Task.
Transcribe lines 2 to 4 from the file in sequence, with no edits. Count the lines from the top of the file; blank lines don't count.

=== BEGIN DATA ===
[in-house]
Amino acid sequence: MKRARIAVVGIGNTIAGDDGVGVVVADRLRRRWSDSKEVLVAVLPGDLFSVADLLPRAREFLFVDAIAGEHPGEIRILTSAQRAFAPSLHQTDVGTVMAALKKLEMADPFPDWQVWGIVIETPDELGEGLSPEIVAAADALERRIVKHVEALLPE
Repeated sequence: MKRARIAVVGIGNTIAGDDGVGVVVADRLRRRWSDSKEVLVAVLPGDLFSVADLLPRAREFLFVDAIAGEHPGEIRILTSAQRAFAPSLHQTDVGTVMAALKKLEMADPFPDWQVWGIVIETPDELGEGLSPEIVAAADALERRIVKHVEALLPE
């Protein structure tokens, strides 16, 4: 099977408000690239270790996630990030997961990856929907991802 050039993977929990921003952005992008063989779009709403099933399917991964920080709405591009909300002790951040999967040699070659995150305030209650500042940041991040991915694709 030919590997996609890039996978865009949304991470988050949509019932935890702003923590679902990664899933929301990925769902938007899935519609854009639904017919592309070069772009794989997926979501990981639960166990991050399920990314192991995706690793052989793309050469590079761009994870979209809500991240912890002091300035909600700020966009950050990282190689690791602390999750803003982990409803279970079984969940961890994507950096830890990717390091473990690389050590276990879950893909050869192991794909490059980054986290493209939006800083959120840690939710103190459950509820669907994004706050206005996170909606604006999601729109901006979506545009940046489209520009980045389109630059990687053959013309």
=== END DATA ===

Amino acid sequence: MKRARIAVVGIGNTIAGDDGVGVVVADRLRRRWSDSKEVLVAVLPGDLFSVADLLPRAREFLFVDAIAGEHPGEIRILTSAQRAFAPSLHQTDVGTVMAALKKLEMADPFPDWQVWGIVIETPDELGEGLSPEIVAAADALERRIVKHVEALLPE
Repeated sequence: MKRARIAVVGIGNTIAGDDGVGVVVADRLRRRWSDSKEVLVAVLPGDLFSVADLLPRAREFLFVDAIAGEHPGEIRILTSAQRAFAPSLHQTDVGTVMAALKKLEMADPFPDWQVWGIVIETPDELGEGLSPEIVAAADALERRIVKHVEALLPE
């Protein structure tokens, strides 16, 4: 099977408000690239270790996630990030997961990856929907991802 050039993977929990921003952005992008063989779009709403099933399917991964920080709405591009909300002790951040999967040699070659995150305030209650500042940041991040991915694709 030919590997996609890039996978865009949304991470988050949509019932935890702003923590679902990664899933929301990925769902938007899935519609854009639904017919592309070069772009794989997926979501990981639960166990991050399920990314192991995706690793052989793309050469590079761009994870979209809500991240912890002091300035909600700020966009950050990282190689690791602390999750803003982990409803279970079984969940961890994507950096830890990717390091473990690389050590276990879950893909050869192991794909490059980054986290493209939006800083959120840690939710103190459950509820669907994004706050206005996170909606604006999601729109901006979506545009940046489209520009980045389109630059990687053959013309």